To show off all this tech, Jeep took us up to Raven’s Rim, a private trail perched above downtown Moab. Our small parade of V6-powered Trailhawks wound up through the switchbacks and were guided over a reasonably technical series of boulders and washes, alternating noses and tailgates in the air over the trickier bits. It was far more strenuous than anything a typical owner would ever do with their Grand Cherokee, but it was Jeep’s chance to show off just how capable its midsizer is even without the benefit of locking differentials.

And as cool as the electronic sway-bar disconnect is, the real hero here was the Grand Cherokee’s front-facing camera, which can be accessed from the app screen in Uconnect. It completely eliminates the hood as a blind spot, removing guesswork from the equation in tight spots and blind crests. As with any digital visual aid, it alters the perspective slightly and can remove some fidelity and depth, but it beats the heck out of educated guesses. And while few will need the Grand Cherokee’s full range of suspension articulation on their daily commutes, that same camera is just as capable of revealing a misplaced tricycle that is about to meet its doom beneath the wheels of your shiny new Jeep.

And that shiny new Jeep is a little more expensive too. The base Laredo RWD V6 costs $2,130 more for ’22 than it did for ’21, checking in at $39,185 after destination (which went up by $200 to $1,795). Here’s the basic pricing structure, with destination included:

  • Grand Cherokee Laredo: $39,185

  • Grand Cherokee Altitude: $43,740

  • Grand Cherokee Limited: $45,505

  • Grand Cherokee Trailhawk: $53,070

  • Grand Cherokee Overland: $55,100

  • Grand Cherokee Summit: $59,160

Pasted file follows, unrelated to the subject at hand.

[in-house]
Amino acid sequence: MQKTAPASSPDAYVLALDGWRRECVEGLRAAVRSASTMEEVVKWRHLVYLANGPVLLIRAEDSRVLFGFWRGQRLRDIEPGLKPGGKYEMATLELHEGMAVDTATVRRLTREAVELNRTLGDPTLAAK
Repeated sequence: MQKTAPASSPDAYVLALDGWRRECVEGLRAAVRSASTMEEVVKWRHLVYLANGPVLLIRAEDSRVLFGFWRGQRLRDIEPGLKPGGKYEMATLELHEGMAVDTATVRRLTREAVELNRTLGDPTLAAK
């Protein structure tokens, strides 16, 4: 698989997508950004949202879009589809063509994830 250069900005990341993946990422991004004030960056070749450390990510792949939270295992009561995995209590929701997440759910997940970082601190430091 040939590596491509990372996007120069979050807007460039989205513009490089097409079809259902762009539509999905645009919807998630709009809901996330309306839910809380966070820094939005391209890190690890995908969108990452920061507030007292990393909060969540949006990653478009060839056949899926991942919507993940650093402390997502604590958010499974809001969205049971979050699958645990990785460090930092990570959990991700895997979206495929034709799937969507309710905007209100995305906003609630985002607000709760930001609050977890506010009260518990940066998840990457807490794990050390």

• Grand Cherokee Summit Reserve: $65,160

Note the prices listed are for the base model of each trim. Adding 4x4 to V6 models costs $2,000 and the premium for the V8 where available (Trailhawk, Overland, Summit, Summit Reserve) is approximately $3,300. Jeep has not yet released pricing for the 2022 Grand Cherokee L, so we’ll have to wait and see how that shakes out before drawing any further conclusions.

The 2022 Jeep Grand Cherokee is an almost 50/50 blend of the new and familiar. The tech, interior upgrades and weight loss are all welcome advances — the new. The powertrain, however, strikes us as dated. It’s familiar and functional, but it’s not exciting and it doesn't move the ball forward. Yes, yes, the upcoming 4xe is and it will. That’s great. In fact, even without driving it, we’re prepared to say that it’s probably the one to buy unless your most significant occasional-use case is towing (its rating is overshadowed even by the V6). But for now, these aging ICEs are snoozers.

Fortunately for Jeep, the real story is inside the cabin, and we’re pleased with the narrative. The improvements are not nearly as dramatic as those Ram achieved with its half-ton redesign, but as reasonable as the Grand Cherokee’s premium proposition was before, it’s far more convincing with the latest updates. And you can already super-size it to boot. What’s not to like?